5 Signs Your RA Treatment Isn't Working

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When it comes to treating rheumatoid arthritis (RA), you and your doctor have more options than ever before. If one medication doesn’t fully work, you can adjust the dosage or try another drug.

Right now, there’s no way to predict how you’ll respond to any particular therapy. Sometimes, your body never responds to a treatment at all. In other cases, a drug might work for a while and then stop. Your doctor will monitor several of the following signs. If he or she spots worsening trends over time, it may be time to change tactics.

1. Your Disease Activity Score Rises

A hands-on approach helps your doctor determine what’s happening under the surface. He or she will examine your body, tallying the number of tender and swollen joints. You may hear the result called your “disease activity score,” or DAS.

Your doctor notes this number in your charts. If it decreases, your treatment is probably working. But if it increases or stays the same for a while, your doctor may consider trying a different treatment. Between visits, you can track disease activity yourself using a smartphone app or other tool.

2. You Feel Worse

Your arthritis may flare from time to time, even during successful treatment. But if you develop increasing joint pain and stiffness, or have more trouble than usual when performing everyday activities, you may require a change.

Some doctors will ask how you’re doing. Others ask you to fill out a detailed questionnaire. You’ll rank your pain and report difficulties with chores like bathing and dressing. These surveys, including one called the RAPID3, typically provide you and your doctor with another number to track over time.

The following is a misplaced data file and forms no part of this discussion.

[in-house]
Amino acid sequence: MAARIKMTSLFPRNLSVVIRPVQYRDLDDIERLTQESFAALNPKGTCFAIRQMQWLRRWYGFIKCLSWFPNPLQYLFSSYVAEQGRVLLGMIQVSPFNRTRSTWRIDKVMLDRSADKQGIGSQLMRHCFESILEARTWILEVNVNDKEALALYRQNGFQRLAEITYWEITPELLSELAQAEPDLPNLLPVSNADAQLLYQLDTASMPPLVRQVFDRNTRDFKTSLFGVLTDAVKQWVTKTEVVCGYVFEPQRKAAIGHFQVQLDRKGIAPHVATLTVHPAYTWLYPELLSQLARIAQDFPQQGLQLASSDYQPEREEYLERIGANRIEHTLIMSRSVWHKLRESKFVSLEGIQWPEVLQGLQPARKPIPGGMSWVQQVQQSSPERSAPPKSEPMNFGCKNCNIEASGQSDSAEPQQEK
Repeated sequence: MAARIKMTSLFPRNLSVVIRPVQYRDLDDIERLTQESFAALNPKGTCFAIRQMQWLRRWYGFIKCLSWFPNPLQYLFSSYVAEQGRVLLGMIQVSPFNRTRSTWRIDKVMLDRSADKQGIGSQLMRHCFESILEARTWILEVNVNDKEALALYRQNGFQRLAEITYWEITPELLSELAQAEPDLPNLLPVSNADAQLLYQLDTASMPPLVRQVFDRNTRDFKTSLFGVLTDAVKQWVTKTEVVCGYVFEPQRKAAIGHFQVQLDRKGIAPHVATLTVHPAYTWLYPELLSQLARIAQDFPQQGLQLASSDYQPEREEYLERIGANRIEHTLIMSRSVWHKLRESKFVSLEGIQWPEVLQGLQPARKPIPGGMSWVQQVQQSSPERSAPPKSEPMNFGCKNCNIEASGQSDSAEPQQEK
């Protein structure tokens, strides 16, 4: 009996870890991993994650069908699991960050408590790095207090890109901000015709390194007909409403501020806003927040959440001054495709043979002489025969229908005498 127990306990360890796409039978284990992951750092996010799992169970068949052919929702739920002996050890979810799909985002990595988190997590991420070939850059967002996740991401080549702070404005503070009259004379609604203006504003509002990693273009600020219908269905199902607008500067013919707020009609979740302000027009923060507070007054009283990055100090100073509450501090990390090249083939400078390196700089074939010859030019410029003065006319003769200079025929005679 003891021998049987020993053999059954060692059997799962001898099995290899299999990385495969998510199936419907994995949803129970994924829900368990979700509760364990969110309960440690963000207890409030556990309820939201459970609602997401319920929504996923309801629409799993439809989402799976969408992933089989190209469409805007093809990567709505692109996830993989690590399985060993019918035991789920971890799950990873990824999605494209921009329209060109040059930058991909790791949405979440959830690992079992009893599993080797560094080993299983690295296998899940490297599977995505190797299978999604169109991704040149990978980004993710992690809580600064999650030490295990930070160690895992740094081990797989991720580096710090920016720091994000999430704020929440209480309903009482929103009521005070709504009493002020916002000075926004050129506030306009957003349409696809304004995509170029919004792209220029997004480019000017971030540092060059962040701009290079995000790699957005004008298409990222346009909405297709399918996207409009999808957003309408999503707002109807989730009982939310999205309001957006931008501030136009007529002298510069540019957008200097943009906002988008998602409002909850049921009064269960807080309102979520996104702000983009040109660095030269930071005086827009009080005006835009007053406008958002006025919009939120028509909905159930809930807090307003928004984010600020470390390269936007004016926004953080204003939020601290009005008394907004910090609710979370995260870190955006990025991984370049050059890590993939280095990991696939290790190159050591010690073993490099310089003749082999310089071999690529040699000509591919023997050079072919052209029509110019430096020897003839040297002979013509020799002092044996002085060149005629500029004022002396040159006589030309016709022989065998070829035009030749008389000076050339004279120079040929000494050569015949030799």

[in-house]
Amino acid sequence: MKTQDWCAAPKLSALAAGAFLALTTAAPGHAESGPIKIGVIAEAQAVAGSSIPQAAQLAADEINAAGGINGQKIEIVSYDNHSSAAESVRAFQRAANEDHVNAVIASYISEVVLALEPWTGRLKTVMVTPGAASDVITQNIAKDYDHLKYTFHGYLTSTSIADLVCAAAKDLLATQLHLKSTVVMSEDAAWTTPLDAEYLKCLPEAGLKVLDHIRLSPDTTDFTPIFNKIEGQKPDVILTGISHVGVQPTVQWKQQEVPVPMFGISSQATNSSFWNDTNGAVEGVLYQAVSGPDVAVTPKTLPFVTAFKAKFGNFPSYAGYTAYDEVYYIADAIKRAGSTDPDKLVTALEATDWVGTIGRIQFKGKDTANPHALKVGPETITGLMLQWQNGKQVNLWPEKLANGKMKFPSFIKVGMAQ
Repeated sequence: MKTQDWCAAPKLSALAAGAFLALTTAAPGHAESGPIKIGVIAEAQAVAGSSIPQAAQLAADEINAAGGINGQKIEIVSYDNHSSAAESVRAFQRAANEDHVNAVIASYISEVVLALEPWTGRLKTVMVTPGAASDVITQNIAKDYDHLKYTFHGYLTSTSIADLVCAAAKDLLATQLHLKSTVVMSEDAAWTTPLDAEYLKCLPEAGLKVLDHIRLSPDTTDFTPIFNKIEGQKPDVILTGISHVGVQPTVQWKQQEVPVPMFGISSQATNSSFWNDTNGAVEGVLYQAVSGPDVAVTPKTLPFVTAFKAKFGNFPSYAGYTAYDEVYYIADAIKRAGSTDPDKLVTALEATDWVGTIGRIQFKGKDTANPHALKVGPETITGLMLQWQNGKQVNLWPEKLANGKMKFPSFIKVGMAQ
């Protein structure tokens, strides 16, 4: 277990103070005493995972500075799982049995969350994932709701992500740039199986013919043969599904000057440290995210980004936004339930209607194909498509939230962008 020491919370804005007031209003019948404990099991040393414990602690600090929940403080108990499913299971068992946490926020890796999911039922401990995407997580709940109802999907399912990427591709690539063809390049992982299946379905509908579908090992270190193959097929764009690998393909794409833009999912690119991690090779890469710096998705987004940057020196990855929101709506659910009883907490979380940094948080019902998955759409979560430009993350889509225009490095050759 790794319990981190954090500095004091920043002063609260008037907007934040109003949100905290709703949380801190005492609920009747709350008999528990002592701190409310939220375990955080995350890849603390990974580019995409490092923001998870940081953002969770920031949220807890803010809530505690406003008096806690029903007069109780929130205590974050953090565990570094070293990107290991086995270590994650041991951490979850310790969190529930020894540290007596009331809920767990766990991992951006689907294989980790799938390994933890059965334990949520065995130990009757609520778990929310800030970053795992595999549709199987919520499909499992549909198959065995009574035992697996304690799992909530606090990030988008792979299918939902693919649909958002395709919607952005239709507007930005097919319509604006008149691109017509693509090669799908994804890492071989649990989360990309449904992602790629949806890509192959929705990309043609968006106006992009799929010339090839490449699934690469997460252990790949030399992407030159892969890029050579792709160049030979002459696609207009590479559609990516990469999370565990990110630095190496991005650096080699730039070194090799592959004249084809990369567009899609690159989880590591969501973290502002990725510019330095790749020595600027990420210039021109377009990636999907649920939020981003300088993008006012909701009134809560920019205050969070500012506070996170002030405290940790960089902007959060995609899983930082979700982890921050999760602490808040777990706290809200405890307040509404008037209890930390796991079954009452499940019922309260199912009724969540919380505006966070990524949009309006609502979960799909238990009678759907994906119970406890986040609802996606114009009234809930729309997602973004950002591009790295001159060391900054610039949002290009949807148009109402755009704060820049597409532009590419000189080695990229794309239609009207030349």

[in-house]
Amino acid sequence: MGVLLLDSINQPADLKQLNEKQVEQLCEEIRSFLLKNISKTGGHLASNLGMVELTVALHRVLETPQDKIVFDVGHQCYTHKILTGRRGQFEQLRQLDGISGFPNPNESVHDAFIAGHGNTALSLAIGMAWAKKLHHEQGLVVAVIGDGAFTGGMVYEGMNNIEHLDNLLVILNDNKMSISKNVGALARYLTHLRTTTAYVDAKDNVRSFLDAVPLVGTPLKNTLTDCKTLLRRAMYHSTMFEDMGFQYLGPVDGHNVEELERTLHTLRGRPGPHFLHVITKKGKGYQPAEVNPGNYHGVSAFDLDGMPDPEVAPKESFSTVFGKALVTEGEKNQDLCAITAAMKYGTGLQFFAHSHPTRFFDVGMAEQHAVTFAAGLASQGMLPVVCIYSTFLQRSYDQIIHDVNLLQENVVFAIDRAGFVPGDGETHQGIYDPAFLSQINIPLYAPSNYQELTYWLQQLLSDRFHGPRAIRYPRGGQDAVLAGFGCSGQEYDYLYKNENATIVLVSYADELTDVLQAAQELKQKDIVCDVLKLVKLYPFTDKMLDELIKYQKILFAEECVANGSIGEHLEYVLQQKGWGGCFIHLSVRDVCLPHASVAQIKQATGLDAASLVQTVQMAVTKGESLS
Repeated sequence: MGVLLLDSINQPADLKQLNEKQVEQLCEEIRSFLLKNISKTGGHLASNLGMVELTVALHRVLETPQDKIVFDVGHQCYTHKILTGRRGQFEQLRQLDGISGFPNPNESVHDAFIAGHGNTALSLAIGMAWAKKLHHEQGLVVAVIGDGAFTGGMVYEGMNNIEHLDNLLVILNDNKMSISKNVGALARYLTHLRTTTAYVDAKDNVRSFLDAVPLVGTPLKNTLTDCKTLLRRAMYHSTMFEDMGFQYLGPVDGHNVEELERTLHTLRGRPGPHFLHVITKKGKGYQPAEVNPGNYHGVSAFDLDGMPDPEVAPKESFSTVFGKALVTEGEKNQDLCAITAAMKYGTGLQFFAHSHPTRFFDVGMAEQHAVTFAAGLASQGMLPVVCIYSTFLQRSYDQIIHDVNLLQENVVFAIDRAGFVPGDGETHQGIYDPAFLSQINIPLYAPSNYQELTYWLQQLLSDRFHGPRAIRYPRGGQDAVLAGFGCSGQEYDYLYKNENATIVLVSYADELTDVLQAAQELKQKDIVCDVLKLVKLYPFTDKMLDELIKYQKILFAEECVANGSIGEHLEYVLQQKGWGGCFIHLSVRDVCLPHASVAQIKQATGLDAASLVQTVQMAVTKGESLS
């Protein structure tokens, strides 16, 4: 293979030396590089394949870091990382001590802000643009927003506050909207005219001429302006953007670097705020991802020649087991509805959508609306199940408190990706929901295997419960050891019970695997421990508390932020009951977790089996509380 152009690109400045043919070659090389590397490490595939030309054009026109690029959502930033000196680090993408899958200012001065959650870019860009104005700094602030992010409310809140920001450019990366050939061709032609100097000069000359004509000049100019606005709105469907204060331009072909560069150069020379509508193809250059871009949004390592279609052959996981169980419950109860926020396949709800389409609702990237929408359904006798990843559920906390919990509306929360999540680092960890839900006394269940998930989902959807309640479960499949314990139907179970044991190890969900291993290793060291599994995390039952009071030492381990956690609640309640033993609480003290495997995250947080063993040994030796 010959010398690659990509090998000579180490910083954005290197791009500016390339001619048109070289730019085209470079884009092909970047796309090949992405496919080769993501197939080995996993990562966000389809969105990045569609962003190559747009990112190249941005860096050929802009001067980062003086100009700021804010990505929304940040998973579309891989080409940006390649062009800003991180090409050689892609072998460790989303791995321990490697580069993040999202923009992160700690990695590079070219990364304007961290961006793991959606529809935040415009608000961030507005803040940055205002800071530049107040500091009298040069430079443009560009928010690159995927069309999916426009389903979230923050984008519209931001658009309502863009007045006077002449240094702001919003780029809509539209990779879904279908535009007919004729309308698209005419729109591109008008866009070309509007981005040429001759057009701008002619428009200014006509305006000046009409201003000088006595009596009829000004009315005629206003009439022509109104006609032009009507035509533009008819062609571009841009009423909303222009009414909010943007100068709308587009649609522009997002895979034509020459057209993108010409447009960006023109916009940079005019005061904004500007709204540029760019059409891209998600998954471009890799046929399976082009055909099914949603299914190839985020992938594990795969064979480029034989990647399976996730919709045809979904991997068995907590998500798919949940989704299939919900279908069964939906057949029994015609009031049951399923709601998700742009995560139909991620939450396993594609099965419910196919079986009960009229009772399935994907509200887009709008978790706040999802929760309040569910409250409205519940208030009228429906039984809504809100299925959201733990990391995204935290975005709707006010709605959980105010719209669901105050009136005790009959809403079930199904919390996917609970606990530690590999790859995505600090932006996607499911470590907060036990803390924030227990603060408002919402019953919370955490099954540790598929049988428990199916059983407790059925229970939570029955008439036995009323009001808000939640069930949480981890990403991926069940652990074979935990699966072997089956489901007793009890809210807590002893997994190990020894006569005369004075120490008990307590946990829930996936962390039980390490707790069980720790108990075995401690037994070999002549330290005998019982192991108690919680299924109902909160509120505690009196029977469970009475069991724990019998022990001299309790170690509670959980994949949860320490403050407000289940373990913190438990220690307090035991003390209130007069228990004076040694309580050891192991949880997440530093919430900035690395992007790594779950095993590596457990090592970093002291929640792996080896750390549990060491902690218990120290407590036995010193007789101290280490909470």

3. You Develop Antibodies

Powerful medications called anti-TNF inhibitors—including prescribed Remicade (infliximab) or Simponi (golimumab)—halt inflammation in your joints. This slows the progress of your disease.

But sometimes, your body mistakes these medications for foreign invaders. In response, your immune system develops antibodies that attack the drug. This response interferes with your treatment and increases your risk for side effects. Your doctor can order a blood test to detect these antibodies. If they’re present, another therapy may work better for you.

4. Your Polyglutamate Levels Are High

One of the most commonly used medications for RA, methotrexate (Rheumatrex or Trexall), works by slowing your immune system’s attack on your joints. Once you swallow a methotrexate tablet, the drug enters your cells. There, your body converts it to compounds called methotrexate polyglutamates. If this conversion doesn’t occur, the medication can’t fight your disease.

It takes a few months for methotrexate to have an effect. Three months after you begin therapy, your doctor may measure your blood polyglutamate levels to see if the drug is working. If they’re low, methotrexate might not be your best choice.

5. Your Blood Shows Signs of Inflammation

When inflammation from RA damages your joints and muscles, the tissues release telltale markers into your bloodstream. Your doctor can test for these chemicals, which include enzymes known as creatine phosphokinase (CPK) and aldolase.

Another blood test, the erythrocyte sedimentation rate, also measures inflammation. In fact, your doctor may have used it to help diagnose you with RA. It provides your sedimentation “sed" rate, or how quickly your red blood cells adhere to each other. The faster they cling, the more inflamed your joints—meaning your treatment isn’t successfully soothing RA’s pain and swelling.

Key Takeaways

  • If your “disease activity score,” or DAS, increases or stays the same for a while, your doctor may suggest a different treatment.

  • Anti-TNF inhibitors halt inflammation in your joints, but your immune system may develop antibodies that attack the drug, interfering with your treatment.

  • If you take methotrexate and your doctor finds that your blood polyglutamate levels are low, it might not be the right medication for you.

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Medical Reviewer: William C. Lloyd III, MD, FACS
Last Review Date: 2019 Aug 9

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